Postgraduate research opportunities Hybrid Ocean Renewables in a Changing Climate


Key facts

  • Opens: Tuesday 30 January 2024
  • Deadline: Tuesday 30 April 2024
  • Number of places: 1
  • Duration: 3.5 years
  • Funding: Home fee, Stipend


The project aims to integrate individual ocean renewable energies into a comprehensive hybrid system under the impact of climate change.
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The successful candidate will be expected to:

  • conduct high-quality research in the area of ocean renewable energy
  • participate in relevant training activities and events
  • disseminate research findings through publications and presentations
  • contribute to the wider research community through engagement and collaboration with other researchers


  • Applicants should hold (or expect to get) a minimum of an upper second-class honours degree or an MSc with distinction in engineering, physical sciences, maths, or a related field
  • Prior knowledge or experience in ocean modelling, ocean renewable energy and climate science would be advantageous but not essential
  • Some programming experience in analytical languages such as MATLAB, Python or R would be beneficial
  • A background in HPC-based computer modelling is desirable but not essential
  • Experience in research, preferably in the form of a research project or dissertation would be beneficial
  • Excellent written and verbal communication skills
  • Strong analytical and problem-solving skills
  • Ability to work independently and as part of a team
THE Awards 2019: UK University of the Year Winner
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Project Details

Extensive global coastlines specifically in tropical climates, present a unique opportunity for the development of Ocean Renewable Energy (ORE) systems. The project envisions the integration of these individual energy systems into a comprehensive hybrid ORE system.

This approach is crucial to optimise energy output, reduce intermittency, and create a resilient energy infrastructure. Various countries such as the United States, Australia, Japan, China, Portugal, Spain, and South Korea have considerable potential for offshore wind and wave energy due to their long coastlines and the coastal landscapes exposed to open ocean.

Furthermore, due to their relatively high solar irradiance, they have the potential to develop floating solar projects in their coastal areas. Available offshore wind and wave energies fluctuate intra-annually with the highest availability usually during the winter season due to its harsh weather conditions. Solar energy is, on the other hand, more available in warm seasons and hence can complement the energy mix.

Such a combination of ocean renewables and floating solar energy can contribute significantly to the sustainability of energy production considering their intra-annual (e.g., seasonal) variability. However, as well as inter and intra-annual variability, ocean renewable energy (particularly wind and wave energy) is highly affected by climate change.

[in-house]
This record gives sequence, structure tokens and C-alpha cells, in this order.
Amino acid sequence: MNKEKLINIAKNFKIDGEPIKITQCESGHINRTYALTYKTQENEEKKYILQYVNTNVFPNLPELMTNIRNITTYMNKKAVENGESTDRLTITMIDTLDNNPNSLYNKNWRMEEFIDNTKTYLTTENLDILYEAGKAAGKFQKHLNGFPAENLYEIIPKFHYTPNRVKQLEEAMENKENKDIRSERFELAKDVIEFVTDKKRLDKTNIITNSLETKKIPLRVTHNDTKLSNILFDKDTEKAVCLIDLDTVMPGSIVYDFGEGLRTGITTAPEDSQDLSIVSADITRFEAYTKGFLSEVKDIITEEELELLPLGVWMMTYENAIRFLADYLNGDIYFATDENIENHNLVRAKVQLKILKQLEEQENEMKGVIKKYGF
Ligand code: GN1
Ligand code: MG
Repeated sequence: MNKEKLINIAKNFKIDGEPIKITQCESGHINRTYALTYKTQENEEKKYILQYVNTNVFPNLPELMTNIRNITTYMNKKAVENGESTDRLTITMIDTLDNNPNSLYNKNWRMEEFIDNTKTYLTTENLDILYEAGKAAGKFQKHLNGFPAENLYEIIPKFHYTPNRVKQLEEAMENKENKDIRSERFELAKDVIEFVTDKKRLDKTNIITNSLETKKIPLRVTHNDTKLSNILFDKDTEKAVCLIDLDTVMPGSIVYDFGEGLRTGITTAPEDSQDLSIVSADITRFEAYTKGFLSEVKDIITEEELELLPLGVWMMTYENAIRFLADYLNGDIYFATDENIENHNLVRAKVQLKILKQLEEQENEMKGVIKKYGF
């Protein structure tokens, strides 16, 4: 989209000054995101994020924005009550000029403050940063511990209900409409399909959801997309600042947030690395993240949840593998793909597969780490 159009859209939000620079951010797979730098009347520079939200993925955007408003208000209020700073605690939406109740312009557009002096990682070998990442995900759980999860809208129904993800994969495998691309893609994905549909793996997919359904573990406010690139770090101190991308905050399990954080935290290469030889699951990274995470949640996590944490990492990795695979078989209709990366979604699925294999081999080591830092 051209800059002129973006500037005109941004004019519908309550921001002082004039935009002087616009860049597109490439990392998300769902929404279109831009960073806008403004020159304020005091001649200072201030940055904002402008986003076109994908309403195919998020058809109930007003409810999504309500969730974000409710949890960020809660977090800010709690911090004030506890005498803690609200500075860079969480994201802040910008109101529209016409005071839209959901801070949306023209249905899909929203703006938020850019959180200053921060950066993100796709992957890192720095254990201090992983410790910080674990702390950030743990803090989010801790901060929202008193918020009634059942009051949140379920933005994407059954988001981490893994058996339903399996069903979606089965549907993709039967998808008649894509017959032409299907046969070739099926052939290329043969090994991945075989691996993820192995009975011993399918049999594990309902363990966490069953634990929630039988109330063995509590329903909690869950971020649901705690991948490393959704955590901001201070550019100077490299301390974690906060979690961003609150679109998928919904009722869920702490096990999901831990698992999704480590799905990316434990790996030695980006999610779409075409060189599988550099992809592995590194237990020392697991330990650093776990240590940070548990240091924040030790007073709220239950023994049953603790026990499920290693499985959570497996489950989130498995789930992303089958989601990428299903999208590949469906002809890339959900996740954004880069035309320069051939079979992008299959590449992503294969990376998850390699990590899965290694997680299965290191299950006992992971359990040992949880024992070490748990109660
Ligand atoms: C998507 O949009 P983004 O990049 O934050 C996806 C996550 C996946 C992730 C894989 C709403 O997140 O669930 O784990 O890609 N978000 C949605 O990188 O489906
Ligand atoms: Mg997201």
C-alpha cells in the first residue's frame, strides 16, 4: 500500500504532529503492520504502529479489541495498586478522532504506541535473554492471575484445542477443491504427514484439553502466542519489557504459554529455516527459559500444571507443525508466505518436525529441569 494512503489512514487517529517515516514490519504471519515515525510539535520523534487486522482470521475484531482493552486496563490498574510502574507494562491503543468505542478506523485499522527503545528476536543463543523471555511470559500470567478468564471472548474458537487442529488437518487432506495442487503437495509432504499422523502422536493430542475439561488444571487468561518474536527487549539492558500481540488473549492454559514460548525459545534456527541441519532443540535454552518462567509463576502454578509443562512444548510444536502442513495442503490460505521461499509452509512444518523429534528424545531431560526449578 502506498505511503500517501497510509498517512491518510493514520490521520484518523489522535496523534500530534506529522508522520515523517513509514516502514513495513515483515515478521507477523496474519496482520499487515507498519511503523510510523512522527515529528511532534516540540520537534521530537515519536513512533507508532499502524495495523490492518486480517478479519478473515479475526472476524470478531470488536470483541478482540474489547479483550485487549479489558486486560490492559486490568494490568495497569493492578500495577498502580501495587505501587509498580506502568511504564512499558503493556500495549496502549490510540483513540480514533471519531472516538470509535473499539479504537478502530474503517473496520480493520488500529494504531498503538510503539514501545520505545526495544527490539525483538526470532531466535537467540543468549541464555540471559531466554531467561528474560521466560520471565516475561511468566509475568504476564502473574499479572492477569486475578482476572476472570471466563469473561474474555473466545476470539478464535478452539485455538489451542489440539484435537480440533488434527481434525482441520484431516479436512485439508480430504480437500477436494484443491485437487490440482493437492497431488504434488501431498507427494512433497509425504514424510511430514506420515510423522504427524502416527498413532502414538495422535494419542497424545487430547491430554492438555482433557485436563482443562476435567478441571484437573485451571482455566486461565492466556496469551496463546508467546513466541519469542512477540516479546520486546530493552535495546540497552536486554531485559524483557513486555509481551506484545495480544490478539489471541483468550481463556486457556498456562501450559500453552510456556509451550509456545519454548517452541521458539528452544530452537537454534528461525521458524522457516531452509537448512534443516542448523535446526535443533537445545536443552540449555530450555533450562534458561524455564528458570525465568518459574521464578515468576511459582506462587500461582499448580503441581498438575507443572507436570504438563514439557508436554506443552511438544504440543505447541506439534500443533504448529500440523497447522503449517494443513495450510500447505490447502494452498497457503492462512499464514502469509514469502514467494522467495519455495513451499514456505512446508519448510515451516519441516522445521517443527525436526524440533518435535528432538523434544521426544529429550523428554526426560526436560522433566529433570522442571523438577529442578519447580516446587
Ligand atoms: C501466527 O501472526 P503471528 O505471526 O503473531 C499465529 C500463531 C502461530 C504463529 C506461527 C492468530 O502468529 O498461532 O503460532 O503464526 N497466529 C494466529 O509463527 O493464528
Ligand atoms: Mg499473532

Climate change will affect the mean ocean climate, which directly affects the amount of available energy from wind and wave, as change in temperature will change the wind patterns, and consequently, the wave climate. Moreover, climate change will affect extreme events (such as hurricanes, typhoons and storms) and hence the extreme wave characteristics.

This will directly affect the accessibility and availability of ocean resources and how the development of ocean renewables will interact with the change in extreme event patterns. Hence, climate change impact is required to be taken into account when detecting the suitable areas and technologies for harnessing energy from these resources.

Aims & objectives

  1. Integration of Renewable Energy Systems: to efficiently integrate wind, wave, and solar energy systems, optimizing energy capture and storage.
  2. Technical & Environmental Challenges: assess and address the challenges and impacts of deploying hybrid ORE systems, particularly in coastal and deep-sea regions.
  3. Climate Change Impact Analysis: understand how climate change influences energy production, location suitability, and technology choices.

The project includes extensive research activities such as feasibility analysis, suitability assessments for energy production, and stakeholder engagement. The expected outcomes include comprehensive feasibility reports, redefined suitable locations for hybrid energy systems, policy recommendations, and pathways for local community involvement.

Further information

The studentship is due to commence in October 2024.

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Dr Kamranzad

Dr Bahareh Kamranzad

Strathclyde Chancellor's Fellow
Civil and Environmental Engineering

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Dr Suryasentana

Dr Stephen Suryasentana

Strathclyde Chancellor's Fellow
Civil and Environmental Engineering

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Dr Jia

Dr Laibing Jia

Chancellor'S Fellowships
Naval Architecture, Ocean and Marine Engineering

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When submitting your application, please indicate the title of the project "Hybrid Ocean Renewables in a Changing Climate" in the 'Field of Study' section. Please include the required and relevant experiences in your CV. Research proposals are not required.

Number of places: 1

The shortlisted candidates will be contacted for an interview, which will take place in mid-April.

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Civil and Environmental Engineering

Programme: Civil and Environmental Engineering

Start date: Oct 2023 - Sep 2024

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Contact us

For inquiries about the studentship, please contact: